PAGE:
On Friday, some Somali politicians criticised their government for severing ties, arguing it is diplomatic channels that often resolve the differences.

“A diplomatic spat between Kenya and Somalia will not benefit the two brotherly neighbours and their people. It will only benefit the terrorist group Al-Shabaab to give them a mantra to further destabilise the security of Somalia and, by extension, the greater Horn of Africa,” said Abdikarim Hussein Guled, a former Interior minister now running for presidency in the planned elections.

‘Ill-advised’ decision

Guled said that while he thanked President Guelleh for nominating special envoys, he laid blame on President Farmaajo’s government for taking an “ill-advised” decision to cut ties.

“We do not choose our neighbours. I call upon Mogadishu to restore the diplomatic ties and the historic friendship of the two nations. I urge both Mogadishu and Nairobi to stay away from anything that puts in harm’s way the deeply rooted relationship of the two neighbours.”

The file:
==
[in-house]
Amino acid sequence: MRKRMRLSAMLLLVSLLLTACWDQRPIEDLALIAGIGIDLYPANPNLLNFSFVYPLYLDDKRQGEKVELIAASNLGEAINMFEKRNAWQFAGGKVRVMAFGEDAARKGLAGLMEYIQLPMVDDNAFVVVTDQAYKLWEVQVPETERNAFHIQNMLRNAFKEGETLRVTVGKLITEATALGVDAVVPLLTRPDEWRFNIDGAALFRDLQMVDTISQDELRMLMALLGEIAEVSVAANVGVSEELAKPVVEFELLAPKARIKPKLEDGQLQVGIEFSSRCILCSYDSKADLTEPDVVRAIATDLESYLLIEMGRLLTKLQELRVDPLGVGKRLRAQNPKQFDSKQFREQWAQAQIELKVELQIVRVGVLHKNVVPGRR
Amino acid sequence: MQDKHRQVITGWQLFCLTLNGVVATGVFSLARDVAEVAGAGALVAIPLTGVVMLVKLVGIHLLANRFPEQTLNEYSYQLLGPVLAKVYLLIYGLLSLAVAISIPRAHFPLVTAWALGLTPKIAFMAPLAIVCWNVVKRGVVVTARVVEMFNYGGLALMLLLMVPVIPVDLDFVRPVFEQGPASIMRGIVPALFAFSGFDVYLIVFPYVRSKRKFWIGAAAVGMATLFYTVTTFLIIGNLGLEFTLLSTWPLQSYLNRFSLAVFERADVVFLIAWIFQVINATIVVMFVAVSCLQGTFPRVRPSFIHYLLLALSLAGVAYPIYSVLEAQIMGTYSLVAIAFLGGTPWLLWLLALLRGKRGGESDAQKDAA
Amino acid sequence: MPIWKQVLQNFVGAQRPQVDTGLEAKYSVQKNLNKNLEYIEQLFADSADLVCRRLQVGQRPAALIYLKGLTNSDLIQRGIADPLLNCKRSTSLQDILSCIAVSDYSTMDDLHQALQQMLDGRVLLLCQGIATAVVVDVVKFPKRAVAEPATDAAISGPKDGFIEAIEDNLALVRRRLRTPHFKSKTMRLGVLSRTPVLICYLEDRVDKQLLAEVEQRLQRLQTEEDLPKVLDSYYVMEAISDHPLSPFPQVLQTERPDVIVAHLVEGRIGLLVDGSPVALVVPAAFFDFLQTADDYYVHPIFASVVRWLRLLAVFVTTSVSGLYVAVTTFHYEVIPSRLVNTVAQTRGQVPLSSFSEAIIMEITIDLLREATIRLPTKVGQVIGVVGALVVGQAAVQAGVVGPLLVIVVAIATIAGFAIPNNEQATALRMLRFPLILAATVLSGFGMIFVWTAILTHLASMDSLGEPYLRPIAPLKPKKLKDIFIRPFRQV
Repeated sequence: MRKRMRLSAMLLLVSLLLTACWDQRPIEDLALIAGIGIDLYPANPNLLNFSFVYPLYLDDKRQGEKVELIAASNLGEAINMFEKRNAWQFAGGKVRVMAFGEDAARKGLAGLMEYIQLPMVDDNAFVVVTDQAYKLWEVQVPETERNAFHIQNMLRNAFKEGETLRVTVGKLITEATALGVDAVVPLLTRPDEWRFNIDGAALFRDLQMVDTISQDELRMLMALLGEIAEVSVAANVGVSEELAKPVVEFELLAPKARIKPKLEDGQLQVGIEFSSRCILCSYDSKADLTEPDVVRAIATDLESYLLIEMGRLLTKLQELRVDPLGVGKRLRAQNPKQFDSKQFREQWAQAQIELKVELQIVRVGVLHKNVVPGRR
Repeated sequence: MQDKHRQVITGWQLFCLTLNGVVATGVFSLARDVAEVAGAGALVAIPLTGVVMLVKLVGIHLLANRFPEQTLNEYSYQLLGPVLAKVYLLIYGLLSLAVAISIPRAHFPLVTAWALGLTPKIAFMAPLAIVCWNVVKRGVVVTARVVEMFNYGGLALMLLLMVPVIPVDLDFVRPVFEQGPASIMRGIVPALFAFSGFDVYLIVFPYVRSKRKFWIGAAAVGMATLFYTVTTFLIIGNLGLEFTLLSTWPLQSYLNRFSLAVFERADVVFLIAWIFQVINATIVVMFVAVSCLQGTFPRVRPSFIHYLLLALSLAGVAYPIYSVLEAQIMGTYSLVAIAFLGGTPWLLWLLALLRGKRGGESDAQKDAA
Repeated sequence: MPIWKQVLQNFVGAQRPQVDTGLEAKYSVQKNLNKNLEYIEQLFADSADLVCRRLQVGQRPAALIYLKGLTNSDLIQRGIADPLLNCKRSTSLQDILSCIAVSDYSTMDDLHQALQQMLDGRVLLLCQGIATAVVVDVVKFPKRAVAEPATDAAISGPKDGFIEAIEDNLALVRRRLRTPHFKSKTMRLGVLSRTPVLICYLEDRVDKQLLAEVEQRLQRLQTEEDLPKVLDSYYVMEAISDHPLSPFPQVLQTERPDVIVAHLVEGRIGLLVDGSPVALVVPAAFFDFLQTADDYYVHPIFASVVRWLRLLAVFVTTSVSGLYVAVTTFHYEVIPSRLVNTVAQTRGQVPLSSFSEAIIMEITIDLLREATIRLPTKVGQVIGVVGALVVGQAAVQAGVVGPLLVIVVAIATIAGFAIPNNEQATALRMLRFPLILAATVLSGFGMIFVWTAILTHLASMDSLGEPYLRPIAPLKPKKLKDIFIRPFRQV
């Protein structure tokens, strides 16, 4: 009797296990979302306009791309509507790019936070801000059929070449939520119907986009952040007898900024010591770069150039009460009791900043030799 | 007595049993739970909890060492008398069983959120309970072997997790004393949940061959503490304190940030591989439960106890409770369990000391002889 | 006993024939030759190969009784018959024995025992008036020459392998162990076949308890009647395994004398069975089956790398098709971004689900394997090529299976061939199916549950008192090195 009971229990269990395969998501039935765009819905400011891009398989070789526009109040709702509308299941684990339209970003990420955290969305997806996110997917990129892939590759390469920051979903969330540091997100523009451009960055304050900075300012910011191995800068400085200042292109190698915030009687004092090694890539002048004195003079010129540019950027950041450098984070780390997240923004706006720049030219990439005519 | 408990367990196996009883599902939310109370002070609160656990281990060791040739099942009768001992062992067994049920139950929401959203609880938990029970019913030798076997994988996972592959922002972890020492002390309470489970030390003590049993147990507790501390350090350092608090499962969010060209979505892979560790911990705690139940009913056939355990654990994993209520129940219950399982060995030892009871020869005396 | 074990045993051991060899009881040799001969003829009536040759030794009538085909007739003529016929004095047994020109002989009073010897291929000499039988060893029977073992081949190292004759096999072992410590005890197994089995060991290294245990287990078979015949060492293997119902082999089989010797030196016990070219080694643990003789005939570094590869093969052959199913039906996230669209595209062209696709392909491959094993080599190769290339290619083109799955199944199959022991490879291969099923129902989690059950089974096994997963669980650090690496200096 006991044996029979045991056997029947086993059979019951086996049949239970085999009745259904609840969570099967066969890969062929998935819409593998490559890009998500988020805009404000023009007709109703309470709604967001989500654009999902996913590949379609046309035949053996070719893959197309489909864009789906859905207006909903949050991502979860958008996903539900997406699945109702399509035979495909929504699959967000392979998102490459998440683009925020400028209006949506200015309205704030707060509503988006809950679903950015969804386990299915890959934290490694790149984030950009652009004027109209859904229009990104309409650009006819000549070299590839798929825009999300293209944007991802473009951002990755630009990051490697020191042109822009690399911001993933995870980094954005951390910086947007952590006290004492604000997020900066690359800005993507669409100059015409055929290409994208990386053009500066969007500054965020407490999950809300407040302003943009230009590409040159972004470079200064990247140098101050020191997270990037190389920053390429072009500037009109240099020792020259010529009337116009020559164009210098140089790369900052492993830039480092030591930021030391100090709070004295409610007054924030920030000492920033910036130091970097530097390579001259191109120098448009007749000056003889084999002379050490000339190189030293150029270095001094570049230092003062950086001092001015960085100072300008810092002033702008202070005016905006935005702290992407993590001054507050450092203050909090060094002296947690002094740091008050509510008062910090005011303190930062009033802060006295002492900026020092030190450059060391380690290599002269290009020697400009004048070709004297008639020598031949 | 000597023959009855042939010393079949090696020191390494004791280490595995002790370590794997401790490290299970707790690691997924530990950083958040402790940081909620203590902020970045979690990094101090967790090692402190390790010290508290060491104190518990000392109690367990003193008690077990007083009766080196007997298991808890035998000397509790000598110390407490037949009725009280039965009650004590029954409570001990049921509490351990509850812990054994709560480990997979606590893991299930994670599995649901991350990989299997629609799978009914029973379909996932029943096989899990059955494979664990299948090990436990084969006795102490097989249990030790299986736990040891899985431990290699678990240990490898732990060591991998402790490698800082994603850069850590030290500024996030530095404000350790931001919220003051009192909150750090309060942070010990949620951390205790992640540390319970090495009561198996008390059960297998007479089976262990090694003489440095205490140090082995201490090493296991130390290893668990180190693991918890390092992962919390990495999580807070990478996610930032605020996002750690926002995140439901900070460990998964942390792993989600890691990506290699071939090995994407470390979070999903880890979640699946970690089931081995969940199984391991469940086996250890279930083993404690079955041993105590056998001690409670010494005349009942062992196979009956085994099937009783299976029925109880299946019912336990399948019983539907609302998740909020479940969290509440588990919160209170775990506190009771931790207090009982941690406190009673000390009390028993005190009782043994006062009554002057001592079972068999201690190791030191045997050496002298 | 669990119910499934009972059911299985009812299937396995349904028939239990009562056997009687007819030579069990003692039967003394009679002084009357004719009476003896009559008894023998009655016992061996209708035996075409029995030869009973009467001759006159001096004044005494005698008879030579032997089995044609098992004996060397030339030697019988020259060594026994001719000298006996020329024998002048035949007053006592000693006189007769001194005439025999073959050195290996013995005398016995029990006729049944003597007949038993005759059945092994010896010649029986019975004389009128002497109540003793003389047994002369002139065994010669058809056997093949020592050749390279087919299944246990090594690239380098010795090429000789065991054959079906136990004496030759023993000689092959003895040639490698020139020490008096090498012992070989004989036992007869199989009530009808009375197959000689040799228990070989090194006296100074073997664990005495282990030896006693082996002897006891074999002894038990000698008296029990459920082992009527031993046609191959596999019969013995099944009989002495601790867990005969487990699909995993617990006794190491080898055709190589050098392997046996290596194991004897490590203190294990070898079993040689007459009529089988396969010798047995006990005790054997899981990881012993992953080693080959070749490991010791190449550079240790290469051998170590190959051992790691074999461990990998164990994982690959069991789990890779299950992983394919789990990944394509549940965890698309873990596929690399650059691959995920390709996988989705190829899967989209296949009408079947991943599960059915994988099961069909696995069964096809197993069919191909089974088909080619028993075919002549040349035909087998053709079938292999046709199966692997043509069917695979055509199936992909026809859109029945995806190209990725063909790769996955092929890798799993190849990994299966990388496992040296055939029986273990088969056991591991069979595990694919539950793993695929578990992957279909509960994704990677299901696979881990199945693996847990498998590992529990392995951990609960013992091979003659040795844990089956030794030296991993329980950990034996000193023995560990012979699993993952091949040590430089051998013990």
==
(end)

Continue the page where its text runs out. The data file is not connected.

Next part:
The Kenyan Ministry of Education said some 1,200 pupils from Somalia have, nonetheless, enrolled in Kenyan schools in spite of the tensions which have affected trade.

Foreign Affairs Principal Secretary Macharia Kamau said he hoped the fact-finding mission, which was accepted by both sides, exonerates Kenya.

“The verification mission has taken place successfully with excellent cooperation between the ministries of Foreign Affairs and the ministries of Defence of the two countries. Kenya looks forward to it positive report of the mission that will categorically debase all the accusations levelled against Kenya, once and for all,” he told the Nation after the team visited Nairobi and Mandera.